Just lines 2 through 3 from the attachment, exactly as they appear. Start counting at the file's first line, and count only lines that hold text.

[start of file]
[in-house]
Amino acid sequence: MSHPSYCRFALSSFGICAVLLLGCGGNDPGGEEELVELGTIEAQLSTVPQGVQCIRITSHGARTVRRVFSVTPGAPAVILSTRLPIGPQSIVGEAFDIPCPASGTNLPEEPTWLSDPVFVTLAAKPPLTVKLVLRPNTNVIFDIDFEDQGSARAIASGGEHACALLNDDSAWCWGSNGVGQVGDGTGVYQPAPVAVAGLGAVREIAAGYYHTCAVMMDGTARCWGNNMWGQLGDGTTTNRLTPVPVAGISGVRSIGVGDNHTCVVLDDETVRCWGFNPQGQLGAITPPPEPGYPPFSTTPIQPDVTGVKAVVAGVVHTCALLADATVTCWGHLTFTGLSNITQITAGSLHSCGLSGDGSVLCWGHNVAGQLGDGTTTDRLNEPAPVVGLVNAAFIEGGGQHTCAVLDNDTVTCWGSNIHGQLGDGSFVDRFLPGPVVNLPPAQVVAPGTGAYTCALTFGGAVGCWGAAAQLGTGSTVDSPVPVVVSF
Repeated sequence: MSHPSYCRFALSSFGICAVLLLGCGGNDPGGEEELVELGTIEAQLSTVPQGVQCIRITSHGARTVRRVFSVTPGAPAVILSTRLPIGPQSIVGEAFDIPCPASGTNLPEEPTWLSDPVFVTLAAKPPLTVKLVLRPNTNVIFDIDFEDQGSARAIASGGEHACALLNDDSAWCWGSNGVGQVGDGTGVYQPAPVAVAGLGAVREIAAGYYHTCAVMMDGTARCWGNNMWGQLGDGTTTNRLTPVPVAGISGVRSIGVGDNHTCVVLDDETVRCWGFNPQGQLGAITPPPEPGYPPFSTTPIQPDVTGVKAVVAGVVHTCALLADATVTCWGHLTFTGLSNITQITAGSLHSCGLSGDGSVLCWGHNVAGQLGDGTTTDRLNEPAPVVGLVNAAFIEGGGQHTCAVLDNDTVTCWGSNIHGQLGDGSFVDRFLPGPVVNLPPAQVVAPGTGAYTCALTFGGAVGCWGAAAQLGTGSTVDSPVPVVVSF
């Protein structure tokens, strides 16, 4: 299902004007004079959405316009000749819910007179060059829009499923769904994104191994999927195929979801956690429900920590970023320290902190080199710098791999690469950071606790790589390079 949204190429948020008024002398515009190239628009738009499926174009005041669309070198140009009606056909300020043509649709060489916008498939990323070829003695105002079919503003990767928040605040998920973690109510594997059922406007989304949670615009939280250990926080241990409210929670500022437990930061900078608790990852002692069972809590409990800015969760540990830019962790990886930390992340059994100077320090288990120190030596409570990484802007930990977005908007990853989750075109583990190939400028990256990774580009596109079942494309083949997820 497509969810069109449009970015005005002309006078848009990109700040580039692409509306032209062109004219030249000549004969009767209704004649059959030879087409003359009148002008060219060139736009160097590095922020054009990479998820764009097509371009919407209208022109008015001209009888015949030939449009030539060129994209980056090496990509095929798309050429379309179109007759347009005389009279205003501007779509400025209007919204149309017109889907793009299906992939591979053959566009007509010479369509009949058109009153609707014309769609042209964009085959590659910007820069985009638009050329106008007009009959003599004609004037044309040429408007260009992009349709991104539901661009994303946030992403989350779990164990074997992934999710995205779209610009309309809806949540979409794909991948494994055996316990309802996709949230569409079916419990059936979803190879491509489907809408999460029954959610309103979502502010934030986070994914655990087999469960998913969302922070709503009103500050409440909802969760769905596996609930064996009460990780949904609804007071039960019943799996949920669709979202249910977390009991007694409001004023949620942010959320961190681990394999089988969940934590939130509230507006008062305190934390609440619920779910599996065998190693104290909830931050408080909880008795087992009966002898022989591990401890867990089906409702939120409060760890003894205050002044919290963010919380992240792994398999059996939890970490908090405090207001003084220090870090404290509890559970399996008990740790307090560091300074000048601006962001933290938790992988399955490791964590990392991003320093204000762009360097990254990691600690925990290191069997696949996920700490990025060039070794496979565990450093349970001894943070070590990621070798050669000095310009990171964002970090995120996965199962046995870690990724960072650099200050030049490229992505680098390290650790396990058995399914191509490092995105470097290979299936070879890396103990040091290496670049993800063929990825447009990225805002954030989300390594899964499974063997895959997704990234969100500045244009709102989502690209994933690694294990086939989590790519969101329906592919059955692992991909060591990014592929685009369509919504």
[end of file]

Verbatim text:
Amino acid sequence: MSHPSYCRFALSSFGICAVLLLGCGGNDPGGEEELVELGTIEAQLSTVPQGVQCIRITSHGARTVRRVFSVTPGAPAVILSTRLPIGPQSIVGEAFDIPCPASGTNLPEEPTWLSDPVFVTLAAKPPLTVKLVLRPNTNVIFDIDFEDQGSARAIASGGEHACALLNDDSAWCWGSNGVGQVGDGTGVYQPAPVAVAGLGAVREIAAGYYHTCAVMMDGTARCWGNNMWGQLGDGTTTNRLTPVPVAGISGVRSIGVGDNHTCVVLDDETVRCWGFNPQGQLGAITPPPEPGYPPFSTTPIQPDVTGVKAVVAGVVHTCALLADATVTCWGHLTFTGLSNITQITAGSLHSCGLSGDGSVLCWGHNVAGQLGDGTTTDRLNEPAPVVGLVNAAFIEGGGQHTCAVLDNDTVTCWGSNIHGQLGDGSFVDRFLPGPVVNLPPAQVVAPGTGAYTCALTFGGAVGCWGAAAQLGTGSTVDSPVPVVVSF
Repeated sequence: MSHPSYCRFALSSFGICAVLLLGCGGNDPGGEEELVELGTIEAQLSTVPQGVQCIRITSHGARTVRRVFSVTPGAPAVILSTRLPIGPQSIVGEAFDIPCPASGTNLPEEPTWLSDPVFVTLAAKPPLTVKLVLRPNTNVIFDIDFEDQGSARAIASGGEHACALLNDDSAWCWGSNGVGQVGDGTGVYQPAPVAVAGLGAVREIAAGYYHTCAVMMDGTARCWGNNMWGQLGDGTTTNRLTPVPVAGISGVRSIGVGDNHTCVVLDDETVRCWGFNPQGQLGAITPPPEPGYPPFSTTPIQPDVTGVKAVVAGVVHTCALLADATVTCWGHLTFTGLSNITQITAGSLHSCGLSGDGSVLCWGHNVAGQLGDGTTTDRLNEPAPVVGLVNAAFIEGGGQHTCAVLDNDTVTCWGSNIHGQLGDGSFVDRFLPGPVVNLPPAQVVAPGTGAYTCALTFGGAVGCWGAAAQLGTGSTVDSPVPVVVSF